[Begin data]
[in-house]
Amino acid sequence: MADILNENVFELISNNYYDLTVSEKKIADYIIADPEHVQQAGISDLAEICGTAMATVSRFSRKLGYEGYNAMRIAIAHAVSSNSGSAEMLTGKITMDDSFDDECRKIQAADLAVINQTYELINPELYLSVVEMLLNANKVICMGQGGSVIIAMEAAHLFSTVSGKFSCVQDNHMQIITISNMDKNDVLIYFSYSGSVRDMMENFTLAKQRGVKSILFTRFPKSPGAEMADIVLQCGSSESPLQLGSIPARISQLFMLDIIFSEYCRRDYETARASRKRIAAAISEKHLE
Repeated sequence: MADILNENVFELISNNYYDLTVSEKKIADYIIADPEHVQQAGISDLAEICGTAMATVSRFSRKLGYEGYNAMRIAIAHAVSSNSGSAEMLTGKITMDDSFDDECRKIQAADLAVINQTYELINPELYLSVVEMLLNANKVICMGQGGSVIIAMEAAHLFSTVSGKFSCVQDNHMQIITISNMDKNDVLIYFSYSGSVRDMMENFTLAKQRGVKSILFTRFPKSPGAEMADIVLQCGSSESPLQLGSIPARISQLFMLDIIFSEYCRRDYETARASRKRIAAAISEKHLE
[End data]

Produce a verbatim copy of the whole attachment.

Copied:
[in-house]
Amino acid sequence: MADILNENVFELISNNYYDLTVSEKKIADYIIADPEHVQQAGISDLAEICGTAMATVSRFSRKLGYEGYNAMRIAIAHAVSSNSGSAEMLTGKITMDDSFDDECRKIQAADLAVINQTYELINPELYLSVVEMLLNANKVICMGQGGSVIIAMEAAHLFSTVSGKFSCVQDNHMQIITISNMDKNDVLIYFSYSGSVRDMMENFTLAKQRGVKSILFTRFPKSPGAEMADIVLQCGSSESPLQLGSIPARISQLFMLDIIFSEYCRRDYETARASRKRIAAAISEKHLE
Repeated sequence: MADILNENVFELISNNYYDLTVSEKKIADYIIADPEHVQQAGISDLAEICGTAMATVSRFSRKLGYEGYNAMRIAIAHAVSSNSGSAEMLTGKITMDDSFDDECRKIQAADLAVINQTYELINPELYLSVVEMLLNANKVICMGQGGSVIIAMEAAHLFSTVSGKFSCVQDNHMQIITISNMDKNDVLIYFSYSGSVRDMMENFTLAKQRGVKSILFTRFPKSPGAEMADIVLQCGSSESPLQLGSIPARISQLFMLDIIFSEYCRRDYETARASRKRIAAAISEKHLE